In the second, the Syrian regime analyzes that most foreign countries have no interest in seeing the regime fall, and cracks down on the protest the hard way, the Hama way. In 1982, Bachar Al-Assad’s father had ended a similar revolt by killing an estimated 5,000 people. Most countries remained silent, as Syria’s stability was –and still is- a guarantee for all the countries in the region. Al-Assad will then be free to break the revolt. But in 1982, there was no Facebook, Al-Jazeera or Al-Arabiya ; information is the enemy of dictatorships.
In the third, Al-Assad decides that dropping Iran and getting close to Saudi-Arabia is his best bet to “calm” Sunnite protests. While the regime will probably try this path – as early reports of last minute meetings between Saudis and Syrian leaders show – it is doubtful that it will impact or calm the protesters. The Syrians might find this path to be a dead-end.
The rest of this article analyzes the regional impact in case the civil war scenario does unfold. Part of the proof lies in an unnoticed tweet by BBC’s correspondent in Syria – Lina Sinjab – she reported that protesters had arrested Iranian and Hezbollah operatives working alongside the Syrian security forces.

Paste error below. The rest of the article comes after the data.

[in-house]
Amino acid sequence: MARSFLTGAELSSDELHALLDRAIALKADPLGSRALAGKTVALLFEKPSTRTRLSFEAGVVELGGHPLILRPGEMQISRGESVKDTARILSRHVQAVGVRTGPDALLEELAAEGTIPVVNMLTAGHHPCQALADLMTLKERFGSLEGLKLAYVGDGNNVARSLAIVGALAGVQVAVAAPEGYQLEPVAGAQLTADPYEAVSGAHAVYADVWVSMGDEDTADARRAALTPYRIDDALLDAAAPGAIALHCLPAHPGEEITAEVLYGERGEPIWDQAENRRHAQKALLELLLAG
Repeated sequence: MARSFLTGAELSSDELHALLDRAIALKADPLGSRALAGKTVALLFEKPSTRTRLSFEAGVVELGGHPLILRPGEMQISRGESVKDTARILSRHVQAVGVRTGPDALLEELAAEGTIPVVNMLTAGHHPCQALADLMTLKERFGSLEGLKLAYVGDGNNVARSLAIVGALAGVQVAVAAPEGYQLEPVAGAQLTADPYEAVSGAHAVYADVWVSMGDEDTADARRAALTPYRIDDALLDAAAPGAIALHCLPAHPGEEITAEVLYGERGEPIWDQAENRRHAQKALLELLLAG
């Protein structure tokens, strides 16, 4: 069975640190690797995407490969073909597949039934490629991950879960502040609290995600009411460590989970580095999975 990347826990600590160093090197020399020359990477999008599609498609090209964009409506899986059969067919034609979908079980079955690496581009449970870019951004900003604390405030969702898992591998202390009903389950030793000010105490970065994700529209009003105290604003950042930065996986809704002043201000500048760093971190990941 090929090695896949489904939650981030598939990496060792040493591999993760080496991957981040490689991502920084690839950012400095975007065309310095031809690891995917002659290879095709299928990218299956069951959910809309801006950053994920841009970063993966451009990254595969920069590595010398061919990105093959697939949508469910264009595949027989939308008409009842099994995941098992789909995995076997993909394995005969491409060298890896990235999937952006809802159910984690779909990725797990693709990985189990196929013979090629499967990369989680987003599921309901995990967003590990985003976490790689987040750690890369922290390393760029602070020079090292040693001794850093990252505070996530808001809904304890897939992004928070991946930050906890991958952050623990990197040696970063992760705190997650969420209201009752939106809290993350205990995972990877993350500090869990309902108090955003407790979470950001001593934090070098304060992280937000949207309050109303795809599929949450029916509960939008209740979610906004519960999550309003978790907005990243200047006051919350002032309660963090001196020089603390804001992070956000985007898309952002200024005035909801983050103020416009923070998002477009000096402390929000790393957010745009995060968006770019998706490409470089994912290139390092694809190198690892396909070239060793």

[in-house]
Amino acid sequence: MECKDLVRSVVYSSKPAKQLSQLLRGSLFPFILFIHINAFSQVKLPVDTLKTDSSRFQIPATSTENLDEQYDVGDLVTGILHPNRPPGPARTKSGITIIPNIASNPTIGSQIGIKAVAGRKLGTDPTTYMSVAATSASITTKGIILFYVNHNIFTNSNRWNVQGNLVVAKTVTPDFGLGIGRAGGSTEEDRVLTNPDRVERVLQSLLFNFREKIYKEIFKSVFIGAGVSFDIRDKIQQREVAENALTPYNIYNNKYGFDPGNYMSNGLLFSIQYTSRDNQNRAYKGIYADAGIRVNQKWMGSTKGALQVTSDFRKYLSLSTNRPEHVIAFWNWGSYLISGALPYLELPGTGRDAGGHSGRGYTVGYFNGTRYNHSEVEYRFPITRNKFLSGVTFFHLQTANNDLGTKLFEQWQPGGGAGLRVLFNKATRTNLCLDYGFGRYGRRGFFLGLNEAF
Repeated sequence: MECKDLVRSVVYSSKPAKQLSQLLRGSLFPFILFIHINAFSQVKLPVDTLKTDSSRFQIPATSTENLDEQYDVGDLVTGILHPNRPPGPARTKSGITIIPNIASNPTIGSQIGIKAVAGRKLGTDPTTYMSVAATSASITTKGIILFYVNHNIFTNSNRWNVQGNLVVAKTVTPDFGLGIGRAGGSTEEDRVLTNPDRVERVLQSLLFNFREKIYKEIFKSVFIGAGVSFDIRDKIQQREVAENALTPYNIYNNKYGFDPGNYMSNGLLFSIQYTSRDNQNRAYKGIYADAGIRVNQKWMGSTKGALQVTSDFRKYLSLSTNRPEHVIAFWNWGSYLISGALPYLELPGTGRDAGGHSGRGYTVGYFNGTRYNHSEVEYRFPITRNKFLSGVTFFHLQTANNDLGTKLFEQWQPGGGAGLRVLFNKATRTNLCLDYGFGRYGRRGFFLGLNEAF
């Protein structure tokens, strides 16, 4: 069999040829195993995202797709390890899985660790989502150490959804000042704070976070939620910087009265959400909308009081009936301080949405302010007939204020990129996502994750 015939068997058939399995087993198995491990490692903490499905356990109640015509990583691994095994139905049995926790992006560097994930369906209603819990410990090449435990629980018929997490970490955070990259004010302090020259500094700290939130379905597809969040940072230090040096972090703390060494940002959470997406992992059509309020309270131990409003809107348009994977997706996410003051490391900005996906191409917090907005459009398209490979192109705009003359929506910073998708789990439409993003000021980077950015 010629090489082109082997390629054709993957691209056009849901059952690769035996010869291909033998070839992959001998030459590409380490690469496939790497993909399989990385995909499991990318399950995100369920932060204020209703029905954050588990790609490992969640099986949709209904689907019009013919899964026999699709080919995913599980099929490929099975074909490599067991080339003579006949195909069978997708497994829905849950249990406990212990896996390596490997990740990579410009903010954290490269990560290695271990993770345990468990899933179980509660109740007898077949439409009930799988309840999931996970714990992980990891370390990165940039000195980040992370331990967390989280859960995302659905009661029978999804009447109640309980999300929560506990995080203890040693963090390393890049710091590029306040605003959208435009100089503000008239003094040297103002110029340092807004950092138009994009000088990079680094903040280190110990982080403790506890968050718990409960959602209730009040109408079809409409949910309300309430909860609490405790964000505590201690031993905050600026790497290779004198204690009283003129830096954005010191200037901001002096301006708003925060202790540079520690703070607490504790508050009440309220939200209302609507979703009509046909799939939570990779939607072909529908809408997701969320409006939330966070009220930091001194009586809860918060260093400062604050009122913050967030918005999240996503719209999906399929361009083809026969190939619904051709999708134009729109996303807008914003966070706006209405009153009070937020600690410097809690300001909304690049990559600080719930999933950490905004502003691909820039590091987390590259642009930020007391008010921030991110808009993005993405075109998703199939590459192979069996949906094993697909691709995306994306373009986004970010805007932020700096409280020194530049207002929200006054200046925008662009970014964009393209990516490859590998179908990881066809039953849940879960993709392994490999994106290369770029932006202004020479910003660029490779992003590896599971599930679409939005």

Syria is Iran’s best friend in the region and the main conduct for Iranian weapons to Hezbollah. Iran can simply not afford to lose the Al-Assad regime. As the BBC Tweet showed, Iran will spend the right amount of money, effort and men to keep the Syrian regime alive. On the other hand, Saudi Arabia will not accept to sit down and watch its arch-enemy Iran take over Syria. The Saudis will probably send weapons and support to the protesters. Syria would then – ironically- become a new Lebanon (not the other way around) and fall into civil war.
If the current Syrian regime falls, one can expect the following impact on the region:
- Reconciliation between Hamas and PLO in Palestine: the changes in the region will weaken both their sponsors, and drive the Palestinian people to request more from their leaders. Both Hamas and PLO leaders might have no choice but coordinate.
- Depending on how things turn out in Syria, Iran will have to choose between either 1) negotiating with the Saudis and Americans, or 2) going full speed with a destabilization of the region: and eventually a regional war.
- Iran’s repositioning will impact Hezbollah’s choices: 1) Use its weapons to negotiate a constitutional settlement that favors it, or 2) Decide that taking over Lebanon is its best long term choice, before losing its vital Syrian weapons conduct. Lebanon’s civil war could then get re-ignited, and the country heading towards a de-facto federation.
- Saudi Arabia’s Shiite community will be pushed by Iran to stand-up to the Monarchy. Expect more trouble in the oil rich – and Shiite dominated- eastern region of Saudi Arabia.
- Israel’s best interest would be to wait and see how the events turn out. But as Lebanon’s civil war history has shown, anarchy at Israel’s borders increases the possibility of “independent” groups firing rockets at Israel. The Israeli reaction might further put pressure on the Israeli government to “act”.
In all the scenarios, the region is bound for some tough times: nothing new in the book’s cover, but all new in its content.